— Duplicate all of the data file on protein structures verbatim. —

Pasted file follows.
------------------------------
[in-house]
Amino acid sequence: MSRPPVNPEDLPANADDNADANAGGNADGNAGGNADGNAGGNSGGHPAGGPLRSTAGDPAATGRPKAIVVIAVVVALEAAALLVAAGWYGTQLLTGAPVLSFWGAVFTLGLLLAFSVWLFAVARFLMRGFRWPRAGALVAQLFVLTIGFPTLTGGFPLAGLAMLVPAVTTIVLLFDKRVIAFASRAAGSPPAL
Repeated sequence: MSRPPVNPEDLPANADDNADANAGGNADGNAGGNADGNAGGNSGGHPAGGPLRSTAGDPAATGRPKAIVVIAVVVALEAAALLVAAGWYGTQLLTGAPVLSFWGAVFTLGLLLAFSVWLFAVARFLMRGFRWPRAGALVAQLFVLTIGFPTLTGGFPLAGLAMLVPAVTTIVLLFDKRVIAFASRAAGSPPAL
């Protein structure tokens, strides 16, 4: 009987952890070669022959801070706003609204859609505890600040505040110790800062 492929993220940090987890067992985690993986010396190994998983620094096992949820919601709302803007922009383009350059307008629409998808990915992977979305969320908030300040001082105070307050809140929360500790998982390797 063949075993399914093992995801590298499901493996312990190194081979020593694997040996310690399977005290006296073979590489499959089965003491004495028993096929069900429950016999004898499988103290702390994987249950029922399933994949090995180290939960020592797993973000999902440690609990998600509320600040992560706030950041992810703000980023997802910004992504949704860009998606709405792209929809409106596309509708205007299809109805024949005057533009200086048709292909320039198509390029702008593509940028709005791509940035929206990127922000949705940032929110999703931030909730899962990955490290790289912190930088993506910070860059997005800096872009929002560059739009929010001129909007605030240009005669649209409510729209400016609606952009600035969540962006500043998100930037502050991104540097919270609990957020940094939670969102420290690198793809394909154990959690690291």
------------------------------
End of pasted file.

[in-house]
Amino acid sequence: MSRPPVNPEDLPANADDNADANAGGNADGNAGGNADGNAGGNSGGHPAGGPLRSTAGDPAATGRPKAIVVIAVVVALEAAALLVAAGWYGTQLLTGAPVLSFWGAVFTLGLLLAFSVWLFAVARFLMRGFRWPRAGALVAQLFVLTIGFPTLTGGFPLAGLAMLVPAVTTIVLLFDKRVIAFASRAAGSPPAL
Repeated sequence: MSRPPVNPEDLPANADDNADANAGGNADGNAGGNADGNAGGNSGGHPAGGPLRSTAGDPAATGRPKAIVVIAVVVALEAAALLVAAGWYGTQLLTGAPVLSFWGAVFTLGLLLAFSVWLFAVARFLMRGFRWPRAGALVAQLFVLTIGFPTLTGGFPLAGLAMLVPAVTTIVLLFDKRVIAFASRAAGSPPAL
């Protein structure tokens, strides 16, 4: 009987952890070669022959801070706003609204859609505890600040505040110790800062 492929993220940090987890067992985690993986010396190994998983620094096992949820919601709302803007922009383009350059307008629409998808990915992977979305969320908030300040001082105070307050809140929360500790998982390797 063949075993399914093992995801590298499901493996312990190194081979020593694997040996310690399977005290006296073979590489499959089965003491004495028993096929069900429950016999004898499988103290702390994987249950029922399933994949090995180290939960020592797993973000999902440690609990998600509320600040992560706030950041992810703000980023997802910004992504949704860009998606709405792209929809409106596309509708205007299809109805024949005057533009200086048709292909320039198509390029702008593509940028709005791509940035929206990127922000949705940032929110999703931030909730899962990955490290790289912190930088993506910070860059997005800096872009929002560059739009929010001129909007605030240009005669649209409510729209400016609606952009600035969540962006500043998100930037502050991104540097919270609990957020940094939670969102420290690198793809394909154990959690690291």